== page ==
The Acorn and Button proof arrived a day before Thanksgiving and I have plenty to be thankful for! The book is now available at Booklocker.com, Amazon.com, Ingram, and Barnes and Noble. It’s also available at numerous small bookstores. Just type the title in the search box.
Here is a direct link to Amazon:
I'm anxiously awaiting the 2nd proof copy of Acorn and Button. It should arrive any day now. When it does, I’ll be sending out a red alert!
In the meantime, I thought I’d share a children’s book that you might like to read. I’ll be doing this from time to time. I like a book with a little bit of a dark twist to it. The most interesting characters are often imperfect and can be downright naughty. That’s what we find with The Bad Seed, by Jory John. The Bad Seed is, well... bad. He lies about pointless stuff, cuts in line every time, and never washes his hands or feet. Will the Bad Seed ever change his ways? You’ll have to read the book to find out. This is a funny story that keeps kids giggling.
Reading the Bad Seed got me thinking. What would happen if Acorn met the Bad Seed? We know what would happen if Button met him. The Bad Seed would insult Button and pay dearly for it. Button would demand sure and swift retribution. But what about Acorn? He’s a very unassuming, easy-going nut who tends to believe the best about everybody. Would he overlook the Bad Seed’s bad manners? Would he ignore the Bad Seed’s bad attitude? Would Acorn rub off on the Bad Seed, or would the Bad Seed rub off on Acorn?
These are the questions that keep me up at night.
On a lighter note:
Happy Thanksgiving, Everybody!
We’ve made the necessary corrections to the proof copy of Acorn and Button. The printer will send me the revised book in a week or so. I’ll approve it and then it should be available at numerous sites by the end of the month. You’ll be the first to know when that is.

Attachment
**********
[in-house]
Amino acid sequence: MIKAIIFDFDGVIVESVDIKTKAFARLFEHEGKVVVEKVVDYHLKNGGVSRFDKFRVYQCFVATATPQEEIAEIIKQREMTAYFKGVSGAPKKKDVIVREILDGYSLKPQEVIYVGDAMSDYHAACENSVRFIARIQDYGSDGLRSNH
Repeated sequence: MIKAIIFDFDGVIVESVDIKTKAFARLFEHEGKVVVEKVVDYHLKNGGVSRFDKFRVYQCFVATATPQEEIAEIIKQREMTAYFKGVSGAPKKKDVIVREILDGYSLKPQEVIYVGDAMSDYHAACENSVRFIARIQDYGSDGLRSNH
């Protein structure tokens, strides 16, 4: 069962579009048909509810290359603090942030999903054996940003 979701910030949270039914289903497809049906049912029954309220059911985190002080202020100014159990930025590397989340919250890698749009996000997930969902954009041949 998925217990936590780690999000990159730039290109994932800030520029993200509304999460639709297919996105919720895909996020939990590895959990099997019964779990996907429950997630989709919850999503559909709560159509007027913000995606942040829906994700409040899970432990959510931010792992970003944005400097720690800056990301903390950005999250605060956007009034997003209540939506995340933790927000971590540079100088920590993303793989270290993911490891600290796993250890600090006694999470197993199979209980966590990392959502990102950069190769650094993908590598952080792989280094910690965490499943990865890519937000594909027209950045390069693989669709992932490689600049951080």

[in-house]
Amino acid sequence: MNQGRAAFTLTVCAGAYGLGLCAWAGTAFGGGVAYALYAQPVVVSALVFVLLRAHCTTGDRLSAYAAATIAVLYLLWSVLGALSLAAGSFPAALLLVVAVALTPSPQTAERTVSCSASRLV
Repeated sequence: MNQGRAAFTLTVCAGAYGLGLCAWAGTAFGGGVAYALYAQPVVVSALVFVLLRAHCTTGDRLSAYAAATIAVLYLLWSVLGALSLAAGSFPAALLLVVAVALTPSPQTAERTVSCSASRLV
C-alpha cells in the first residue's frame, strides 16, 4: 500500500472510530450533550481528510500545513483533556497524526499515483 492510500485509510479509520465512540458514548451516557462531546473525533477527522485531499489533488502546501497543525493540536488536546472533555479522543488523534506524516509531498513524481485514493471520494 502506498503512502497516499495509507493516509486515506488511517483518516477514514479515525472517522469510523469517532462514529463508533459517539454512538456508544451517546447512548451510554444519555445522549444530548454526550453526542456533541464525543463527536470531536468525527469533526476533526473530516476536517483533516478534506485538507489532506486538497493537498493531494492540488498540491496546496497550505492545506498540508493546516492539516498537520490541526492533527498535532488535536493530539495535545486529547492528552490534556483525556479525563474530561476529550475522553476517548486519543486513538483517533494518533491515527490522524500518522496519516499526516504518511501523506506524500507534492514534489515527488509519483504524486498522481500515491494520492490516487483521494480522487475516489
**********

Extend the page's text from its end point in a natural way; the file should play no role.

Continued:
I’m already thinking of new stories and characters for the 2nd book in the Acorn and Button series. Check out the introduction of Mushroom below. Her character is undeveloped and has no real substance yet. She’s only an idea, but we get a glimpse of her through Acorn’s diary. Still, it might be enough to answer these questions:
What’s your first impression of Mushroom? Do you like or dislike her? Does she remind you of someone you know? Would you like to see more of her?
You can share your thoughts just by replying to this email. I hope you do! Thanks!
Dear friends,Did you know...
Oak trees can live a thousand years?
Oak trees can grow to 70 feet in height, 135 feet in length, and 9 feet wide?
An acorn only contains one seed, unlike other seed pods where there are lots of seeds inside?
One oak produces 2,000 acorn’s every year, but only one in 10,000 acorn’s will manage to develop into an oak tree? Most acorns are eaten by wildlife.
Oak trees symbolize wisdom, courage and endurance? The tree’s height, long life span, and deep roots ensure that it sees many events during its life.
The oak tree was voted the U.S. National tree in 2004?
It seems that Acorn comes from good stock. Acorn may seem small and insignificant, but he carries the potential of the mighty oak tree. In case you’re feeling small or insignificant today, remember you also carry great potential. It may be hidden right now, but it’s there!
There’s some good and bad news. The goods news is that I got my proof copy of the Acorn and Button book yesterday! The bad news is that there will have to be minor corrections made. Once that is done, it will take the printer 2 weeks to reprint the book. After approval, Acorn and Button should be available to the public between the middle and end of November. That is the hope! Thank you for being a part of this journey! We’re Getting there!
One day, Button was minding his own business when a question of serious magnitude broke through his consciousness. Where are all the miscellaneous buttons that have fallen off sweaters or popped off shirts? Where do they go? Do they end up lost, discarded, lonely?
Button knew he had to do something. He started a non-profit, Save the Button campaign. It was a means by which buttons could find purpose again through art. Flyers went out to buttons of all colors, shapes and sizes. “ Buttons! You are not alone! Come unite together and become a meaningful part of the art community!”
Buttons started showing up by the hundreds. They applied themselves to murals, mosaics and geometric shapes. Creativity flourished and buttons made names for themselves in the world of culture.
At the end of the campaign, Button was deemed a great philanthropist! (Which, of course, was only his due).